In Scott Carney’s book “What Doesn’t Kill Us“, he discusses using the Wim Hof method to develop what he calls “The Wedge.” By this he is referring to obtaining a modicum of top-down control of your immune and autonomic nervous system. By using Wim Hof’s breathing and cold showers/baths, Carney was able to power hike Kilimanjaro in only shorts, and shift his metabolism from predominantly sugar to predominantly fat utilization under increasing workload. All cool things.
In my years of Superslow-influenced high intensity training, there is a HYUGE emphasis put on breathing. As a result of graduate school, I came to some of the same conclusions around CO2 expulsion and relative O2 surplus, largely as a function of impending metabolic acidosis. You’re generating so much CO2 through work, just starting with an empty tub means you can work longer before it is overflowing.
The idea of trying to improve that sink depth was been an interesting, novel experience. I’m now able to hold my breath north of 3 minutes on an out breath, and the sensory feedback of ringing ears and extra crazy visuals during the hold remind me of being deep into a meditation session. The difference? I can get there faster and work on “The Wedge” sooner.
Why call it “The Wedge”? First, let’s start with how I think about it by answering a question with a question:
Do you ever feel where you’re thinking when you’re thinking a certain way?
When I am in full blown “rationalizing/working mode”, I feel like I am thinking from RIGHT behind my forehead. A review of our favorite primary source Wikipedia indicates that this is both Brodmann Area 10 & 11 of the prefrontal cortex, which are responsible for executive function tasks like planning, reasoning, problem solving, reward processing and decision making. If my thinking is feeling exceptionally dominant from that area, I can talk myself out of anything MILDLY uncomfortable, especially things that are new and I do not know the extent to which the discomfort can grow.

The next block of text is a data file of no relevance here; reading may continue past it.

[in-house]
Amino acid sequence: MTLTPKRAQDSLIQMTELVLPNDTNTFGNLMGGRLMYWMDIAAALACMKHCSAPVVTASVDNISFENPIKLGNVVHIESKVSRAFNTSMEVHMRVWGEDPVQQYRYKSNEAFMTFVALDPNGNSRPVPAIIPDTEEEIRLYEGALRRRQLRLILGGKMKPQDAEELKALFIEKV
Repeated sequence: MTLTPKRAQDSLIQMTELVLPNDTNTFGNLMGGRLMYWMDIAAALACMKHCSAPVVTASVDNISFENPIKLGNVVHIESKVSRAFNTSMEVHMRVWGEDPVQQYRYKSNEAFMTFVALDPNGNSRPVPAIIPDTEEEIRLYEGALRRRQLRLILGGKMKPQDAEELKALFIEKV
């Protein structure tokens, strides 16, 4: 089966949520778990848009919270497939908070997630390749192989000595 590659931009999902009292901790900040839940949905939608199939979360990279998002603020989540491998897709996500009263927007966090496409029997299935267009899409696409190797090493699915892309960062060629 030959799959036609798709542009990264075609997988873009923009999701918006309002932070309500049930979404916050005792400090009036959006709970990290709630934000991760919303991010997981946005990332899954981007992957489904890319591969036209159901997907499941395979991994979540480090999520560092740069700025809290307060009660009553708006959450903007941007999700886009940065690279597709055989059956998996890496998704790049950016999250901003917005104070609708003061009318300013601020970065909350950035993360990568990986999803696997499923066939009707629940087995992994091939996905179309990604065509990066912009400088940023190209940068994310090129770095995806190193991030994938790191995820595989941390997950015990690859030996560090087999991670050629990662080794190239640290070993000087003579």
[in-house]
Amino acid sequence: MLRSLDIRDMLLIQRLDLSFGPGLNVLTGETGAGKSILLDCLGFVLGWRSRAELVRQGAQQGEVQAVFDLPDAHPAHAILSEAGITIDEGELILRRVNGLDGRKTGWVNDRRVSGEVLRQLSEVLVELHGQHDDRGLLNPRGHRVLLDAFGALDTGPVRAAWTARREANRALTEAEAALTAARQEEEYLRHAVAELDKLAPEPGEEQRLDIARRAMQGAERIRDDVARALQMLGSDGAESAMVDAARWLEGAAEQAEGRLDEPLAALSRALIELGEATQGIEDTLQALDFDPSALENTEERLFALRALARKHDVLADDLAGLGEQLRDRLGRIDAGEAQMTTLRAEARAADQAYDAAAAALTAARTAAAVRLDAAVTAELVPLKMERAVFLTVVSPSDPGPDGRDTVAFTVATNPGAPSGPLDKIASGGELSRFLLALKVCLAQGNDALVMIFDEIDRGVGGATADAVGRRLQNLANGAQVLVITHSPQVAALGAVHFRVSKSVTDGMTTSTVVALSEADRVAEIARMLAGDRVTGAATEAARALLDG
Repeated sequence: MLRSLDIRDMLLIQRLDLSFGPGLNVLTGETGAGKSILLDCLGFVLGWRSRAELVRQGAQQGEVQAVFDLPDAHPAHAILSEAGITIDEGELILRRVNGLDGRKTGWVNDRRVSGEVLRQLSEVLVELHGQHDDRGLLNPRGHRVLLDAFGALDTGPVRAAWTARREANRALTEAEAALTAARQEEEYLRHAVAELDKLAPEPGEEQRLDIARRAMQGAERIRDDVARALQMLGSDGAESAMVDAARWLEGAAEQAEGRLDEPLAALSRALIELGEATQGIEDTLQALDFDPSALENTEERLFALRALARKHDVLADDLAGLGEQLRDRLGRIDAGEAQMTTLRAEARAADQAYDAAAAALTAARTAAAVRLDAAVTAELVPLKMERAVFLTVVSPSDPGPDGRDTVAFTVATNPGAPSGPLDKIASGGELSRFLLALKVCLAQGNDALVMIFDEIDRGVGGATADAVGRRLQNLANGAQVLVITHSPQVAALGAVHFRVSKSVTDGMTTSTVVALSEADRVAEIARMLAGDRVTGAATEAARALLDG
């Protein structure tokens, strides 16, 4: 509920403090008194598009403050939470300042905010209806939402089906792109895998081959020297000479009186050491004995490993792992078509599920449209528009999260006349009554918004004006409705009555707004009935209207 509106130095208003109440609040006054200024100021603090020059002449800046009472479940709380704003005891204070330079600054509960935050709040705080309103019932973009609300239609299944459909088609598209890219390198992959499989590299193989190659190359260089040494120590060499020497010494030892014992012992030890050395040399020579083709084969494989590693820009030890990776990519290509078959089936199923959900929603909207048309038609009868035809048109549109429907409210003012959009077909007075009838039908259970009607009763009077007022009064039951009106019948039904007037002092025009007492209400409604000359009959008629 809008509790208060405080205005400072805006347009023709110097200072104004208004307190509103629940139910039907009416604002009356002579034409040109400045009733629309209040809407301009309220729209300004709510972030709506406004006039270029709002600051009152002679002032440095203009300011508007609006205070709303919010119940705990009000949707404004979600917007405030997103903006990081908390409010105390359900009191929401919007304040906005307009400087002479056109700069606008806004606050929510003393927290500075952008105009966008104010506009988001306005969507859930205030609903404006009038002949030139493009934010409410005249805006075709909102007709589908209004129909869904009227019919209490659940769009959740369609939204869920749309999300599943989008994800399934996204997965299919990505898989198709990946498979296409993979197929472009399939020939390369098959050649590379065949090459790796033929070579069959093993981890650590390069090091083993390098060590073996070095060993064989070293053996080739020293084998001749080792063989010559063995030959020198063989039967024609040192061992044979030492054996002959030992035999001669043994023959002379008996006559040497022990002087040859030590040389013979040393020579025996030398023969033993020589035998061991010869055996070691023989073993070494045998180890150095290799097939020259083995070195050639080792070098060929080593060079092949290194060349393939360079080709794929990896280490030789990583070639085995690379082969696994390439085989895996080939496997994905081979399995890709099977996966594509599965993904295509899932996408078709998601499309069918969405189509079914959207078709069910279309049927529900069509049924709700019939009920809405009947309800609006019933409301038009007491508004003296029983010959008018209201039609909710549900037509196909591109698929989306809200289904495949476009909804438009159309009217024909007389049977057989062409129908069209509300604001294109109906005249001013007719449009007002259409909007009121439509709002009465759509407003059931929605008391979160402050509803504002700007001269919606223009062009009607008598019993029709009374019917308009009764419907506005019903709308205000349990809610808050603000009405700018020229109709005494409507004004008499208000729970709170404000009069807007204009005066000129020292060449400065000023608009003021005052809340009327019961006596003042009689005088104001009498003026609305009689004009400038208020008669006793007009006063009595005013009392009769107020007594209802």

However, when I’m deep in a Wim Hof session, an ice bath, or even when I was in a longer meditation session, the feeling of where I’m thinking from shifts back into the anterior cingulate cortex (Bordmann 24, 32, & 33). This area is responsible for autonomic functions like regulating heart rate and blood pressure, decision-making, and impulse control. I think the last two are of most importance, as the ability to stick “The Wedge” in between my “rationalizing brain” to settle into my “impulse control” brain is super useful. Having now experienced the shift, I feel I can make the switch faster, with a certain amount of top-down control.
Example: recently my family was returning from a trip when we stopped at a coffeeshop so the kids could use the bathroom. When we went to leave, there was a car RIGHT behind us waiting at the drive-thru. My wife was driving and proceeded to Austin Powers her way out of the spot. There were at least 3 instances when I was certain she was going to hit the guy, and then that lead to “HOW AM I GOING TO PAY FOR THE DAMAGE?! DOESN’T SHE KNOW WE JUST STARTED A BUSINESS?!” and on and on. Only before she was done getting us out of the jam, I inserted the wedge, and almost instantly came down from Mount Anxietyjaro. If I get nothing else from the method, it’s worth it.
Now, I know I just lab coated this whole thing, but that’s my best guess, based on how it feels when I’m thinking, as to what’s going on when I insert “The Wedge.” YMMV.